Global financial services company JPMorgan continues exploring the benefits of blockchain, deploying the technology to eliminate some restraints of traditional finance.
The banking giant has partnered with six major Indian banks to introduce a blockchain-based platform enabling interbank settlement of U.S. dollar transactions, Bloomberg reported on June 5.
The participating banks include HDFC Bank, ICICI Bank, Axis Bank, Yes Bank, IndusInd Bank and JPMorgan’s own banking unit at Gujarat International Finance Tec-City, or GIFT City.
The blockchain project aims to expand the capacity of the existing settlement system, JPMorgan’s senior country officer Kaustubh Kulkarni said. According to the exec, the platform will allow the banks to process instant transactions twenty-four hours a day, seven days a week.
Under the current interbank settlement system, transactions could take up to several hours. Additionally, settlement is not available on Saturdays, Sundays or public holidays. JPMorgan’s blockchain pilot will remove this barrier, Kulkarni claimed, stating:
“By leveraging blockchain technology to facilitate transactions on a 24×7 basis, processing is instantaneous and enables GIFT City banks to support their own time-zone and operating hours.”
The initiative also aims to help New Delhi position the GIFT City as an alternative trading center to Singapore and Dubai, the report notes.
According to Kulkarni, JPMorgan will be running a pilot project for the next few months to analyze banks’ experience. The pilot project will be launched on Monday, using JPMorgan’s blockchain platform Onyx, after approval from the International Financial Services Center Authority.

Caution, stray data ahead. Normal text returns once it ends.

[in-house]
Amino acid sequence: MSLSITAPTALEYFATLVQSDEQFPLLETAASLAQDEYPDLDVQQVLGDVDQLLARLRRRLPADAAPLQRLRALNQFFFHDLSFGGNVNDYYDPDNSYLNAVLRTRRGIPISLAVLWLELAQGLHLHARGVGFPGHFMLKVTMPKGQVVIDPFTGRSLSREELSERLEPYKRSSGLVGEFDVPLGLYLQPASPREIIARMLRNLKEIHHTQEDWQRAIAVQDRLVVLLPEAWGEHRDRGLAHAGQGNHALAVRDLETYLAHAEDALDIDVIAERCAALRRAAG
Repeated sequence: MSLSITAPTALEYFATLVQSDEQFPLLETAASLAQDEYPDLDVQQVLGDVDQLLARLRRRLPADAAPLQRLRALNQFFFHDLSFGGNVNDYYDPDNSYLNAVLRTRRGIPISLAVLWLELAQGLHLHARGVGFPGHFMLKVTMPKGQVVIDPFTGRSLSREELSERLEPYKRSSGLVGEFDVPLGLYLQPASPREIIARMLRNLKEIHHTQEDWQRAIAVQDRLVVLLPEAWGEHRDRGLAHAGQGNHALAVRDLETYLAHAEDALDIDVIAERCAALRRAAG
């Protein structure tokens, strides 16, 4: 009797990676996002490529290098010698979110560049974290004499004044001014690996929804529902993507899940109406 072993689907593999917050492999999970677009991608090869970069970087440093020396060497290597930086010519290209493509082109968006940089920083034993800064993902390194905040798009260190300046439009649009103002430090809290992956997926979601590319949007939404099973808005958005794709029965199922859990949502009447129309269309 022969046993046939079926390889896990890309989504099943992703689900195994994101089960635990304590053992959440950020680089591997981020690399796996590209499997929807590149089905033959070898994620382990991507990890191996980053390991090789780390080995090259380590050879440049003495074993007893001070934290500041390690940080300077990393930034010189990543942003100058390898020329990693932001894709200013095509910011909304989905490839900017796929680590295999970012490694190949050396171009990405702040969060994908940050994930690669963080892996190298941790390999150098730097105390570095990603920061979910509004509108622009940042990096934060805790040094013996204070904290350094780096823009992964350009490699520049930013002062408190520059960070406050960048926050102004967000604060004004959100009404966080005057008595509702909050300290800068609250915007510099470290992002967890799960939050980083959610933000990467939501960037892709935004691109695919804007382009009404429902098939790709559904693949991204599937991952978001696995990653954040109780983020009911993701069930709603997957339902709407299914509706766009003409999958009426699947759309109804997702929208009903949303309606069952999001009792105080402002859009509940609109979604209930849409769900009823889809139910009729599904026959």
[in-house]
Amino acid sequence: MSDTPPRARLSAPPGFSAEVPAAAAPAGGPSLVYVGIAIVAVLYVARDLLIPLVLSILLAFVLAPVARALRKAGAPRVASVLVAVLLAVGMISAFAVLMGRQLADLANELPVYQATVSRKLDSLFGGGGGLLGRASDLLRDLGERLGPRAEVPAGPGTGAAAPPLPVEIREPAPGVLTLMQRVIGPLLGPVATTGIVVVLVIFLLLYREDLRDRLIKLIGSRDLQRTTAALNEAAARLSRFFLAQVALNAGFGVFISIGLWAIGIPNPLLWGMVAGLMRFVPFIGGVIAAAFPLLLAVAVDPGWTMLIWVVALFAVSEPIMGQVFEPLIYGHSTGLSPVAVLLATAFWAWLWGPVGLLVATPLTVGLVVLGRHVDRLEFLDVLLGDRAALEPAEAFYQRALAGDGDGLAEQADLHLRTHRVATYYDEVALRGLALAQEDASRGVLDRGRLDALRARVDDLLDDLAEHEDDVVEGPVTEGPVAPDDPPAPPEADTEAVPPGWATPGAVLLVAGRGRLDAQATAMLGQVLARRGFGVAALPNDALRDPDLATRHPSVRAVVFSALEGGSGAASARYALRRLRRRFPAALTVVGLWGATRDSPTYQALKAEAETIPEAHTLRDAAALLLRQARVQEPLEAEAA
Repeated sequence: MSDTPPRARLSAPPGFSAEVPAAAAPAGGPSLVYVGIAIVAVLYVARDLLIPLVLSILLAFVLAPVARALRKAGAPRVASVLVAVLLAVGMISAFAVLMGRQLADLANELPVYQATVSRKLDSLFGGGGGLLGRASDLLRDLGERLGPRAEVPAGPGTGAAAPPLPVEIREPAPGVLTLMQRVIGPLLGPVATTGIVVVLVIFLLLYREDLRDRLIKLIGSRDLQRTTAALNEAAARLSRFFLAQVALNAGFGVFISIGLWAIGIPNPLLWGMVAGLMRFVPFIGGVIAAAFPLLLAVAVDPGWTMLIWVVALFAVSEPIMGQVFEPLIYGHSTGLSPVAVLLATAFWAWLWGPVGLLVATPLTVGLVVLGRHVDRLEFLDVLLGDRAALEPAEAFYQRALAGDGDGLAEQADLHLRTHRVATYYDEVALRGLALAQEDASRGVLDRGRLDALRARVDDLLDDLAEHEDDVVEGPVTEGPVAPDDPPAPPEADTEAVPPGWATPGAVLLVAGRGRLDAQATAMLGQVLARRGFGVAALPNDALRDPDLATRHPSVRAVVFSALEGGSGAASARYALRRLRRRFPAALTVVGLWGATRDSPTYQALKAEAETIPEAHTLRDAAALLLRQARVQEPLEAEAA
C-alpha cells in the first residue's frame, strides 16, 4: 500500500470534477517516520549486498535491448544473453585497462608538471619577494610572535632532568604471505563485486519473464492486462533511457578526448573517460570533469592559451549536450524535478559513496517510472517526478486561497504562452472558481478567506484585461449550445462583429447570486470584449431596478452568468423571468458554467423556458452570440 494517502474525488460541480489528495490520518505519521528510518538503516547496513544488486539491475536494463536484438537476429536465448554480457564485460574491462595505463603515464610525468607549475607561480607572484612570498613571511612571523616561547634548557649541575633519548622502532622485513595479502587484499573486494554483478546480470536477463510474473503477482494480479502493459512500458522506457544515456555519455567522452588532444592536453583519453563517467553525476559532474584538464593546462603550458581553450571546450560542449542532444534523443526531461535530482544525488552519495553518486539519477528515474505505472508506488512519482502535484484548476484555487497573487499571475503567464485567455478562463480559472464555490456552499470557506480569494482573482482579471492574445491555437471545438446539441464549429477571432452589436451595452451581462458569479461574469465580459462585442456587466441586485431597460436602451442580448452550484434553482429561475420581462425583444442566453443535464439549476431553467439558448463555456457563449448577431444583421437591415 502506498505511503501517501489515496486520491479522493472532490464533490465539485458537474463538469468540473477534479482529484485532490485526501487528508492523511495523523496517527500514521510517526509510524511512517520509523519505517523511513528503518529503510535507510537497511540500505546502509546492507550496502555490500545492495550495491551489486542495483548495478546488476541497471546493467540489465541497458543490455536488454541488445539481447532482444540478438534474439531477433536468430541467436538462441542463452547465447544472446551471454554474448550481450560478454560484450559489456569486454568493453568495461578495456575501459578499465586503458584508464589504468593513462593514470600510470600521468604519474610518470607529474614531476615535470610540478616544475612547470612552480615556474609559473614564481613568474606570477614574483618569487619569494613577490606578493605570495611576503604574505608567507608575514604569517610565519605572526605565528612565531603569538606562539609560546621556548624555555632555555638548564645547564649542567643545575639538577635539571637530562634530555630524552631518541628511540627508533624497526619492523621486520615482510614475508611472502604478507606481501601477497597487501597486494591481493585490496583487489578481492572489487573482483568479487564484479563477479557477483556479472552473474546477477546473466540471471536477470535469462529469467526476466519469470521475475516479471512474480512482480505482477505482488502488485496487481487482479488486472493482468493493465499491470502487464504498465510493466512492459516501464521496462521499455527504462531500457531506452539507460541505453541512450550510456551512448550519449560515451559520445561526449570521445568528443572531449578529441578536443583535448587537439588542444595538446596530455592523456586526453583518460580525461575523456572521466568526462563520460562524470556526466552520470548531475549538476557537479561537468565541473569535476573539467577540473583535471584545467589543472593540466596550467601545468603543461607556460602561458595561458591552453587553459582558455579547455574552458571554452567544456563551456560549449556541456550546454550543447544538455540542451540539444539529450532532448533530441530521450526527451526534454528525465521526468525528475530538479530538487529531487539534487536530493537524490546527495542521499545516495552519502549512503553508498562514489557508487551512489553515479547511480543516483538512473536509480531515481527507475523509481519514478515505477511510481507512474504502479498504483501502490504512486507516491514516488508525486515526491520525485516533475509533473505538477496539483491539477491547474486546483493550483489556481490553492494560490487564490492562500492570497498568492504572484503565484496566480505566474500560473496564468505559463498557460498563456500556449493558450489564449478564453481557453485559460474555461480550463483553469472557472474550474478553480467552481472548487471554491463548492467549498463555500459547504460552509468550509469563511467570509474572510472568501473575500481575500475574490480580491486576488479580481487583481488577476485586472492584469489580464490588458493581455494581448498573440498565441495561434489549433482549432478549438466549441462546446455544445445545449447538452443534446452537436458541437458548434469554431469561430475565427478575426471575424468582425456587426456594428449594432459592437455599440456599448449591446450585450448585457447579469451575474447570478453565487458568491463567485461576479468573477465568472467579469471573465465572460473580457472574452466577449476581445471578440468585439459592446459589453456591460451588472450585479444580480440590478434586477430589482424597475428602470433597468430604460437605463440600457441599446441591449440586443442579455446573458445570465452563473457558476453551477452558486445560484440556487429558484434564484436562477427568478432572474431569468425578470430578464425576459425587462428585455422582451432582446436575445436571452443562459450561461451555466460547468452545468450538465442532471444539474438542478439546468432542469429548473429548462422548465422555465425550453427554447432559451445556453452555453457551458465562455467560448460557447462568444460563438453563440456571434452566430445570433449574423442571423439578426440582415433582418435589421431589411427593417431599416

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As previously reported, JPMorgan launched its blockchain-based platform Onyx in 2020, aiming to improve the quality of wholesale payments transactions. The bank reportedly processed nearly $700 billion in short-term loan transactions via Onyx as of April 2023.
The news comes amid JPMorgan currency strategists pointing out some signs of currently emerging de-dollarization. “De-dollarisation is evident in FX reserves where the dollar’s share has declined to a record as share in exports declined, but is still emerging in commodities,” the strategists said.
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